According to the BTS guideline (Morice et al., 2006), the grey area between 3 and 8 weeks of cough is difficult to define aetiologically since all chronic cough will have started as an acute cough, but the clear diagnostic groups of chronic cough are diluted by those patients with post-viral cough. An upper respiratory tract infection (URTI) cough lingering for more than 3 weeks is usually termed ‘‘post-viral cough’’. Symptomatic URTIs occur at rates of 2-5 per adult person per year, with school children suffering from 7-10 episodes per year (Morice et al., 2006).

The differential diagnosis of acute cough includes the following respiratory tract infections: viral infection (common cold), acute bronchitis, pneumonie, viral influenza, acute exacerbation of COPD, asthma bronchiale. Diseases in other organ systems (heart system, gastrointestinal tract) or exogenic causes (medicaments) can also cause acute cough.

Chronic cough (>3 weeks/>8 weeks)

The DEGAM guideline 11 (2008) gives the following definition for a chronic cough: “A cough lasting longer than 3 weeks is termed chronic”. According the BTS guideline (Morice et al., 2006), a cough lasting longer than 8 weeks is defined as chronic. According to the same guideline, a cut of 2 months for chronic cough has been arbitrarily agreed in both American and European guidelines.

The differential diagnosis of chronic cough includes often diseases as chronic bronchitis, postnasal drip syndrome, bronchial hyperreagibility, COPD, asthma bronchiale and gastrooesophagial reflux.

4.2.1. Dose response studies

No data available.

Dose comparative clinical studies

Gulyas (1997): In a randomized, double-blind, crossover study involving 25 children (aged 10-15 years) with chronic obstructive pulmonary complaints, changes in lung function were examined after treatment over separate 10-day periods with two oral liquid preparations based on the same ivy leaves dry extract: an ethanol-free preparation (3 x 5 ml daily, corresponding to 3 x 35 mg of dry extract (5- 7.5:1), ethanol 30% (m/m) or 630 mg of herbal substance daily) and an ethanol-containing preparation (3 x 20 drops daily, corresponding to 3 x 14 mg of dry extract (5-7.5:1), ethanol 30% (m/m) or 252 mg of herbal substance daily).

The parameters of lung function (FEV1, forced vital capacity, vital capacity, peak flow rate) were measured on the 1st day (before the start of treatment), on the 5th day and on the 10th day (before and 3 h after administration). Body plethysmography was also used before the start of the treatment and on the 10th day, 3 h after the last dose to measure the airway resistance, intrathoracic gas volume and specific airway resistance. As in the first study, ß2-sympathomimetic drugs were not permitted for 6 h before the lung function test.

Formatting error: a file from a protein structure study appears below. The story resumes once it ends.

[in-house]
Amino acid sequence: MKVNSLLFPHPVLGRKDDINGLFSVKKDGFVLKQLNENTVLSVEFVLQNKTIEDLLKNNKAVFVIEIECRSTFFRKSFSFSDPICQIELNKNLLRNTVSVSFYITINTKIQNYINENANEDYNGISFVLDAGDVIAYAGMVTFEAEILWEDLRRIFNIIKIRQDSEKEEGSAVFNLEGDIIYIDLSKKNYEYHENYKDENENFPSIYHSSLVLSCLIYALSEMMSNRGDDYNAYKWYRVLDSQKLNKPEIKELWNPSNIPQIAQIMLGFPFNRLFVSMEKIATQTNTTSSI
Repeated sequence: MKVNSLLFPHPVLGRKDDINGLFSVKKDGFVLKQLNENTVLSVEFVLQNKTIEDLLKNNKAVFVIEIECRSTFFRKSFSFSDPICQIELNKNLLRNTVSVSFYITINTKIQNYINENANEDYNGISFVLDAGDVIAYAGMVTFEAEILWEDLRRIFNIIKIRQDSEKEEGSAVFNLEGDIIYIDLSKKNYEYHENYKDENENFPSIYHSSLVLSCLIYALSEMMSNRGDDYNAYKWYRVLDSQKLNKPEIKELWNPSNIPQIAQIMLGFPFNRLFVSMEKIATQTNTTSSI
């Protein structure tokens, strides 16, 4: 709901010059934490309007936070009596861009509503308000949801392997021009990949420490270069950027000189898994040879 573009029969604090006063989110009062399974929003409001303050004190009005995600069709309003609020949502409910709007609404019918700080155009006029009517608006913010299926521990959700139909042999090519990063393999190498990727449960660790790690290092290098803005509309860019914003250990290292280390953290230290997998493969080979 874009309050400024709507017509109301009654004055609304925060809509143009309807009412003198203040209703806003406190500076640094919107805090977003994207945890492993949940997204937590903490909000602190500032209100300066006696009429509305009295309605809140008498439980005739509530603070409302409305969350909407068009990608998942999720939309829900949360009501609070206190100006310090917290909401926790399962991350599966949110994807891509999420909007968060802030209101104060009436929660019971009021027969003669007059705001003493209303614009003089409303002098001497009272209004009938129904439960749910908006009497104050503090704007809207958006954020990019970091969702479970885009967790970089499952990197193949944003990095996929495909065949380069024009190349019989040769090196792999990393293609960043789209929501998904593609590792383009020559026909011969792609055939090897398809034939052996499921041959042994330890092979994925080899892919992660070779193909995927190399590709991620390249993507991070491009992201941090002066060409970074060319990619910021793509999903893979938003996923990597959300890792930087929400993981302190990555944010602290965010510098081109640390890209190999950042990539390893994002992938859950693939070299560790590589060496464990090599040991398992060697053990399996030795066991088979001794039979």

The change in airway resistance (RAW) was the main criterion of the study to compare the two presentations in the chosen dosage. The comparison of the airway resistance with the baseline level showed more significant improvement in the first study (after 3 days), than in the second study (after 10 days). Comparable improvements in spirometric and bodyplethysmographic parameters were observed after both treatments. The author concluded that it was necessary to give two times higher dosage of the ethanol-free preparation than the ethanol-containing preparation to achieve the same therapeutic effect.

Assessor´s comment:

This assumption cannot be generalised because the low dose of ethanol-free juice was not examined. The statement on the need of higher dosage ranges is controversially discussed because the study was only conducted in 25 children aged from 10 to 15 years.

For a detailed analysis of the study see chapter 4.2.2. For dosage discussion see the point “dosage” in chapter 4.3.

Unkauf and Friderich (2000): In a randomized prospective multicenter, reference controlled study, 52 children (mean 7.9 years) with a clinically confirmed bronchitis (no information acute or chronic) were treated either with Valverde® (200 ml juice contain 660-1000 mg ivy dry extract (3-6:1), extraction solvent ethanol 60% (m/m)) or Prospan® Hustensaft (100 ml contain 700 mg ivy dry extract (5-7.5:1), extraction solvent ethanol 30 (m/m)). The daily dose of Valverde® was: children up to 4 years 2 x 5 ml daily; 4-10 years 2 x 7.5 ml daily; 10-12 years 2 x 10 ml daily. The dosage of Valverde® corresponds up to 4 years: 150-225 mg herbal substance, 4-10 years 253-338 mg herbal substance, 10-12 years 350-450 mg herbal substance. Prospan® cough juice corresponds up to 4 years:

350-490 mg herbal substance, 4-10 years 525-735 mg herbal substance, 10-12 years 700-980 mg herbal substance per day.

The primary objective endpoint was the bronchitis severity score as judged by the impairment of the state of the patient by means of a visual analogy scale at inclusion and at the end of the study on day 10. Secondary variables were severity of illness (CGI items II), the ratio of the therapeutic effect to the adverse drug reactions (CGI items III), frequency and kind of cough, colour and quality of the expectoration and auscultation.